by Catalogs.com Info Guru Elizabeth Sobiski
The snows and frigid air of winter dissipate into the rains and sunshine of spring – and the green shoots of flowers are a welcome sight.
With these harbingers of spring, the light scent of blooming flowers isn’t far behind. Bring butterflies, birds and a bee or two to your garden with these fragrant, flowering bulbs.
These engaging flowers start early and stay late, blooming multiple times throughout the season. The buds range from small dainty pompoms to large heads the size of a dinner plate. Colors run the full spectrum, making it easy to find the perfect size and color for your garden. The light scent will gently perfume the air, making it a joy to spend time in the yard.
9. Grape Hyacinths
Also known as muscari, these pudgy, bell-shaped flowers grow on sturdy spikes. In full flower, they resemble a cluster of grapes, right down to their color. Blooms are generally white or deep purple and there is one variety that has a base of purple with a crown of white buds. Since they grow six to nine inches in height, they are perfect for bringing fragrance and color to borders.
Irresistible – that word has frequently been used to describe gladiolas. These are by far the brightest in the garden, bursting with color and plenty of bold blooms. They love the warmth of summer and gently perfume any area they grow in. These flowers will take you from mid-summer straight through late fall. Glads grow up to five feet in height, making them suitable for the back rows of plant-scapes or the center of round gardens.
Nothing says spring more than tulips, a flower with enough varieties to fill pages in a catalog. Some blooms are the picturesque bell shape so commonly associated with the name, while others are more exotic. The Aladdin varietal has petals with pointy little tips that curve away from the center. The Angelique is similar to a peony, full of clustered petals in a delicate pink color. The petals of the Flaming Parrot are ruffled, making the bloom seem like it’s made of feathers. Tulips are available in a huge range of sizes, from tiny dwarf to towering blooms. The colors run the same gamut, with almost every conceivable shade and color combination to be found.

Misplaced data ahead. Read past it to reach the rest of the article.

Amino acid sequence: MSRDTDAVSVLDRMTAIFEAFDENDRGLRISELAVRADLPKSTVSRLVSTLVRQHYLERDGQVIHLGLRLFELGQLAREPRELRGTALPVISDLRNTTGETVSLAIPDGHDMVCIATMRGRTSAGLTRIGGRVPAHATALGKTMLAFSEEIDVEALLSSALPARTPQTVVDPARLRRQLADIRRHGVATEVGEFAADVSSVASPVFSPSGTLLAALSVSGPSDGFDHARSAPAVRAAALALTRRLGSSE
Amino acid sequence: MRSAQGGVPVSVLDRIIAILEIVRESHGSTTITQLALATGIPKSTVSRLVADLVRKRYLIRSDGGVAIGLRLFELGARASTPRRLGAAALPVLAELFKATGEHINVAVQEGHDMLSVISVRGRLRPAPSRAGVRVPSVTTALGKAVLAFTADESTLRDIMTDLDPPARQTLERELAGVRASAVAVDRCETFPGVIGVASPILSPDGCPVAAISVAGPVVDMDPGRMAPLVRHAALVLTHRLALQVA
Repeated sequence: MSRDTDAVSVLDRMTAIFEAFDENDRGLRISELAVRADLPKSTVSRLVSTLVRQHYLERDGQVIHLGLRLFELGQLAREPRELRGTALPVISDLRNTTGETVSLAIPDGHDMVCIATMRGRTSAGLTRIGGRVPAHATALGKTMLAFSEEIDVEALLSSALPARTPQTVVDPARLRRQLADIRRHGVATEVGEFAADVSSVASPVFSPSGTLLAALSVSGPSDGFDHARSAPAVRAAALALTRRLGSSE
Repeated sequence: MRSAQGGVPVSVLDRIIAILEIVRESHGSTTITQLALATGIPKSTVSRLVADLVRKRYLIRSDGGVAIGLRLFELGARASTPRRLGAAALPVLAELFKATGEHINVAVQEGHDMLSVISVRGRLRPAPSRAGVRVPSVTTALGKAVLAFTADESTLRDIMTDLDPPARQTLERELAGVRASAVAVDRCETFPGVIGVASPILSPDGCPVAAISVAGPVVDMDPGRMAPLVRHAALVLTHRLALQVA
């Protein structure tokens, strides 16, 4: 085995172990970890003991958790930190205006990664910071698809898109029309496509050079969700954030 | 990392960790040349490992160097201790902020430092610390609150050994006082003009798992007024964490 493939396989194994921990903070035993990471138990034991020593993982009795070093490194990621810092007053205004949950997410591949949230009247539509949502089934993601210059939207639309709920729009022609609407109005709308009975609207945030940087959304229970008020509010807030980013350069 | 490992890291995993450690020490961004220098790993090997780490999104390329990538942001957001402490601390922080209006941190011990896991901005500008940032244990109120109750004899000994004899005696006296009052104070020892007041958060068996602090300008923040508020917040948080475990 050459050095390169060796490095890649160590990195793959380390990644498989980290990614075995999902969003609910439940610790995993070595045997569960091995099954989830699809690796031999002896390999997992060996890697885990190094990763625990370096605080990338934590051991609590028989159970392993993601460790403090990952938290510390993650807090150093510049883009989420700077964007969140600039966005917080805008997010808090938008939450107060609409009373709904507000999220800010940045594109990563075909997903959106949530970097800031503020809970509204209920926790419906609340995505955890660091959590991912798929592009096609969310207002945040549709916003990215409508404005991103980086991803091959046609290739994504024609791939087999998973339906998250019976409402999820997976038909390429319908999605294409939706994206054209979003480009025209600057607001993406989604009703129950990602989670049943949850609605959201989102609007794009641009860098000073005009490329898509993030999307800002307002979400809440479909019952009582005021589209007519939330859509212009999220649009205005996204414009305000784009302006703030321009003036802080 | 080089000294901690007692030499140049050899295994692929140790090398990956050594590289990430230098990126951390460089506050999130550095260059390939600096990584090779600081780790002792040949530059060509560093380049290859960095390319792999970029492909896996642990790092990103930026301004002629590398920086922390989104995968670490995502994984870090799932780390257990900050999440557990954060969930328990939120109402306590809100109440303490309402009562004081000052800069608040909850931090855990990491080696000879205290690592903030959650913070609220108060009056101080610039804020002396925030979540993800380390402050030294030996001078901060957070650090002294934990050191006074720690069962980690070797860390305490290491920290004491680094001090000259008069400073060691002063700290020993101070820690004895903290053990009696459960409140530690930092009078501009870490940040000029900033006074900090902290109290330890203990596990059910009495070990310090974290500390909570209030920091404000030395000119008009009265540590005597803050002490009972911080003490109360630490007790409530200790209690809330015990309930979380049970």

Just one hyacinth bulb can produce large flower spikes filled with tightly packed blooms. Their heady fragrance makes them ideal for potted gardens, as well as for mixing in with in-ground beds. If you want to bring a bit of spring inside during winter, the hyacinth is the perfect choice for producing blooms in colder months.
The lush and vibrant cannas are a statement flower and bring a wild beauty to your garden. Petals tend to be long and reach for the sun as the flower opens up. These lightly fragrant bulbs bring tropical beauty to any garden, patio or pool deck, since they grow well in both containers and in the ground. Cannas love the sun, so be sure to give them plenty of space away from taller plants that might shade them. With proper care, these plants will bloom for many seasons – especially if you live in colder growing zones.
June and July are the peak blooming times for hearty lilies. They produce flowers year after year, bringing a light fragrance to any garden. They are excellent as cut flowers, letting you bring the scents and colors of summer inside with you. If left to their own devices, they will spread and naturalize any area they are planted in. Thin them out as needed, transplanting them to areas that might be a little bare or give them to other avid gardeners in your area. As with tulips, there are a wide variety of sizes and colors to choose from. For a bit of excitement, plant a variety and have a variety of flowers come summer.
Tall inner petals surrounded by gently opening downward petals are the hallmarks of the iris. These fragrant, flowering bulbs are a favorite of gardeners in almost every region. Plants are available in dwarf and tall varieties and are available in a rainbow of colors. Some, such as the Rock Garden Iris are perfect for growing in clusters throughout rock gardens, just as the name implies. These flowers attract butterflies and thrive in late spring though summer.
The bright, sunny, yellow flowers are the image that many think of when daffodils are mentioned. These flowers often have a frilled cup surrounded by larger open petals and a strong vanilla fragrance. They are easy to grow and love part-shade to full sunshine. Like lilies, they will naturalize over time and take over an area if given free rein. The daffodil is also known as a narcissus, so don’t be surprised if you see your favorite flower under a different name.
1. Lily of the Valley
This sweetly scented, delicate flower appreciates cooler temperatures and partly sunny planting locations. This flower tends to bloom in late spring, with tiny bells on tender stems. It is said that the flower was formed from the tears of Mary as she wept at the crucifixion of Jesus. From there, it grew from the blood shed by Saint Leonard of Noblac during his fight with a dragon. Beware – this highly poisonous flower is enticing with its sweet scent and amazing beauty. So, if you choose to plant the Lily of the Valley, be sure it’s away from children or pets that might decide to eat it.